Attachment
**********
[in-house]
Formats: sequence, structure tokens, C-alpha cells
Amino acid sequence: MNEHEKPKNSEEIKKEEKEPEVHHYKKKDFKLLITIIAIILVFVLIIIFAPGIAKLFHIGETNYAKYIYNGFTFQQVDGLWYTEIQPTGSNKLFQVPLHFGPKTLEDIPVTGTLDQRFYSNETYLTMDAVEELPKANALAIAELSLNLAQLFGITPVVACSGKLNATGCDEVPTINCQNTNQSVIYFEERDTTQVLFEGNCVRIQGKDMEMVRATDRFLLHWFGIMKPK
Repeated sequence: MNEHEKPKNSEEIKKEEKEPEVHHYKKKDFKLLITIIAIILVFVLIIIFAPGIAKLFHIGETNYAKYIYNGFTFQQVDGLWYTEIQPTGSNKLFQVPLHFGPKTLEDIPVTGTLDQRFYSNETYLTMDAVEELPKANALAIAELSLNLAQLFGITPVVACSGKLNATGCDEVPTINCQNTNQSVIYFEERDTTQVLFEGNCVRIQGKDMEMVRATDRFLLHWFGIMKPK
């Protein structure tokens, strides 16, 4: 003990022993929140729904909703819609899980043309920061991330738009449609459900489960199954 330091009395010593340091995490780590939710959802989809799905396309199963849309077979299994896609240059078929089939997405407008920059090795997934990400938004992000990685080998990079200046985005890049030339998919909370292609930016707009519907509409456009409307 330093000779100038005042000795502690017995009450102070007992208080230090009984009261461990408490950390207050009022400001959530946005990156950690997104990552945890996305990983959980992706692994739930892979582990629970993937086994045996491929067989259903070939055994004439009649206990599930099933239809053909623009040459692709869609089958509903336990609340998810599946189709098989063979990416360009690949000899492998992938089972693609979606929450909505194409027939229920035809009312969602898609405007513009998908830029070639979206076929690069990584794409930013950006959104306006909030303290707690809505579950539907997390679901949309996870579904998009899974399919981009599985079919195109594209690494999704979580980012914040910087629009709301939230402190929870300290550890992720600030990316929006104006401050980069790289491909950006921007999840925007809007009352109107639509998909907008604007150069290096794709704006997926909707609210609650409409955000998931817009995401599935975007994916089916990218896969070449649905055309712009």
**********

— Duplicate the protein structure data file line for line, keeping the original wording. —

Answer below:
[in-house]
Formats: sequence, structure tokens, C-alpha cells
Amino acid sequence: MNEHEKPKNSEEIKKEEKEPEVHHYKKKDFKLLITIIAIILVFVLIIIFAPGIAKLFHIGETNYAKYIYNGFTFQQVDGLWYTEIQPTGSNKLFQVPLHFGPKTLEDIPVTGTLDQRFYSNETYLTMDAVEELPKANALAIAELSLNLAQLFGITPVVACSGKLNATGCDEVPTINCQNTNQSVIYFEERDTTQVLFEGNCVRIQGKDMEMVRATDRFLLHWFGIMKPK
Repeated sequence: MNEHEKPKNSEEIKKEEKEPEVHHYKKKDFKLLITIIAIILVFVLIIIFAPGIAKLFHIGETNYAKYIYNGFTFQQVDGLWYTEIQPTGSNKLFQVPLHFGPKTLEDIPVTGTLDQRFYSNETYLTMDAVEELPKANALAIAELSLNLAQLFGITPVVACSGKLNATGCDEVPTINCQNTNQSVIYFEERDTTQVLFEGNCVRIQGKDMEMVRATDRFLLHWFGIMKPK
């Protein structure tokens, strides 16, 4: 003990022993929140729904909703819609899980043309920061991330738009449609459900489960199954 330091009395010593340091995490780590939710959802989809799905396309199963849309077979299994896609240059078929089939997405407008920059090795997934990400938004992000990685080998990079200046985005890049030339998919909370292609930016707009519907509409456009409307 330093000779100038005042000795502690017995009450102070007992208080230090009984009261461990408490950390207050009022400001959530946005990156950690997104990552945890996305990983959980992706692994739930892979582990629970993937086994045996491929067989259903070939055994004439009649206990599930099933239809053909623009040459692709869609089958509903336990609340998810599946189709098989063979990416360009690949000899492998992938089972693609979606929450909505194409027939229920035809009312969602898609405007513009998908830029070639979206076929690069990584794409930013950006959104306006909030303290707690809505579950539907997390679901949309996870579904998009899974399919981009599985079919195109594209690494999704979580980012914040910087629009709301939230402190929870300290550890992720600030990316929006104006401050980069790289491909950006921007999840925007809007009352109107639509998909907008604007150069290096794709704006997926909707609210609650409409955000998931817009995401599935975007994916089916990218896969070449649905055309712009």